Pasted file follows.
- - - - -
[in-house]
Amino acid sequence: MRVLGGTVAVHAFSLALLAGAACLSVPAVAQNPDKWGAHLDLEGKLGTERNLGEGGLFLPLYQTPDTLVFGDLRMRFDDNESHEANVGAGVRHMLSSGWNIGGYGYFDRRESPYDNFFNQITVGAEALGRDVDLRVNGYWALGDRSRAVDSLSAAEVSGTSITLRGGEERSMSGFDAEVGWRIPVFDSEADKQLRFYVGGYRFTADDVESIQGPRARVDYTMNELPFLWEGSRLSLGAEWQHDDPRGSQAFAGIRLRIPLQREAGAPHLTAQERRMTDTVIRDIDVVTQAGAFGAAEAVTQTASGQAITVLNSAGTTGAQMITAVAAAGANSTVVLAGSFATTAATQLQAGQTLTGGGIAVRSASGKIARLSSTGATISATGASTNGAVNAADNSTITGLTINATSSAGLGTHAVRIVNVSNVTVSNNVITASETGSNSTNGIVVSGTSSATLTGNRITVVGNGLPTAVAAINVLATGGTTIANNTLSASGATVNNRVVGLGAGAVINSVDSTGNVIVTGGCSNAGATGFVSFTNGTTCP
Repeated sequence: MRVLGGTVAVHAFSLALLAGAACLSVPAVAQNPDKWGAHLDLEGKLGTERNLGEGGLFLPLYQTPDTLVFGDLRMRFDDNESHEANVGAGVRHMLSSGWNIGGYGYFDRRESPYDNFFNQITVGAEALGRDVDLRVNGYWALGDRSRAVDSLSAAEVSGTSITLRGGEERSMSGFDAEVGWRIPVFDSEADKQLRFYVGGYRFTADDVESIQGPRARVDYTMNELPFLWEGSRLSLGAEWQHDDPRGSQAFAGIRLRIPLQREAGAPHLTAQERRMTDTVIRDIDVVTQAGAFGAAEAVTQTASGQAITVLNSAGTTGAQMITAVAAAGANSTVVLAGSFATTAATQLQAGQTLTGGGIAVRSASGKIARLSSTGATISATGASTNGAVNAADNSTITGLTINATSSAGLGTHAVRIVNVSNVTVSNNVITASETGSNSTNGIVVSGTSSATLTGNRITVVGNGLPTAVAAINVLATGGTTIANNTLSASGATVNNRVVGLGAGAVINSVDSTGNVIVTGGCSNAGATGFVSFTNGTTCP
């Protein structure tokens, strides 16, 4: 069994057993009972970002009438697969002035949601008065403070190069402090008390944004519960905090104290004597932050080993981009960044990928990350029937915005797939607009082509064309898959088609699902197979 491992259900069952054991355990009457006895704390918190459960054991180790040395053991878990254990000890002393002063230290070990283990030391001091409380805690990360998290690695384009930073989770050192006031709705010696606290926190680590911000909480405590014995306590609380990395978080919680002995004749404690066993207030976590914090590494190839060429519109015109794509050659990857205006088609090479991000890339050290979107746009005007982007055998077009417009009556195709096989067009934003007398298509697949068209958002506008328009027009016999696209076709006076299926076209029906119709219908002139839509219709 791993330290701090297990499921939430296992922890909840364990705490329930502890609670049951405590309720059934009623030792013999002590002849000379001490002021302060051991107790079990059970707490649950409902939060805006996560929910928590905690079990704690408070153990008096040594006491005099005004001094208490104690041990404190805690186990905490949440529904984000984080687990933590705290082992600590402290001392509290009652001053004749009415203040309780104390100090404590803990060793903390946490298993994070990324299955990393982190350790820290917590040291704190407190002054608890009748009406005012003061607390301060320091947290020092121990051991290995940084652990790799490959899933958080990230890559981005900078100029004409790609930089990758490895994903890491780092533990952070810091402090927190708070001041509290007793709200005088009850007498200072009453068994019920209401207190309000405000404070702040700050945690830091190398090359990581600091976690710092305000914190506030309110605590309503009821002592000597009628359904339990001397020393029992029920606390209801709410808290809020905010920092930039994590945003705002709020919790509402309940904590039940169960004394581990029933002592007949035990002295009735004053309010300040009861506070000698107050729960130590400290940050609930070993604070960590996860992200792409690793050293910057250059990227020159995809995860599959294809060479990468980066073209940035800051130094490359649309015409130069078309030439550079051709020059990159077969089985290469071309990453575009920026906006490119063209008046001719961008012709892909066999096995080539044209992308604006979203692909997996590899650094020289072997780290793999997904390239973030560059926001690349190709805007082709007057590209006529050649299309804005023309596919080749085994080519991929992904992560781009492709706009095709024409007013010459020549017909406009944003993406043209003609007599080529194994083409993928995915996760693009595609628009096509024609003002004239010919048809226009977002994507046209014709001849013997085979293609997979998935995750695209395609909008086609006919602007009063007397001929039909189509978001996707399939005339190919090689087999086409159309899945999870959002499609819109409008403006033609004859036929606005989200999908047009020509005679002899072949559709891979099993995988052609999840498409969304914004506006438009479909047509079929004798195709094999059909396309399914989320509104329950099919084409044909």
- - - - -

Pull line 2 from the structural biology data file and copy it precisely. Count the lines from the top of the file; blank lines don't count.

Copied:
Amino acid sequence: MRVLGGTVAVHAFSLALLAGAACLSVPAVAQNPDKWGAHLDLEGKLGTERNLGEGGLFLPLYQTPDTLVFGDLRMRFDDNESHEANVGAGVRHMLSSGWNIGGYGYFDRRESPYDNFFNQITVGAEALGRDVDLRVNGYWALGDRSRAVDSLSAAEVSGTSITLRGGEERSMSGFDAEVGWRIPVFDSEADKQLRFYVGGYRFTADDVESIQGPRARVDYTMNELPFLWEGSRLSLGAEWQHDDPRGSQAFAGIRLRIPLQREAGAPHLTAQERRMTDTVIRDIDVVTQAGAFGAAEAVTQTASGQAITVLNSAGTTGAQMITAVAAAGANSTVVLAGSFATTAATQLQAGQTLTGGGIAVRSASGKIARLSSTGATISATGASTNGAVNAADNSTITGLTINATSSAGLGTHAVRIVNVSNVTVSNNVITASETGSNSTNGIVVSGTSSATLTGNRITVVGNGLPTAVAAINVLATGGTTIANNTLSASGATVNNRVVGLGAGAVINSVDSTGNVIVTGGCSNAGATGFVSFTNGTTCP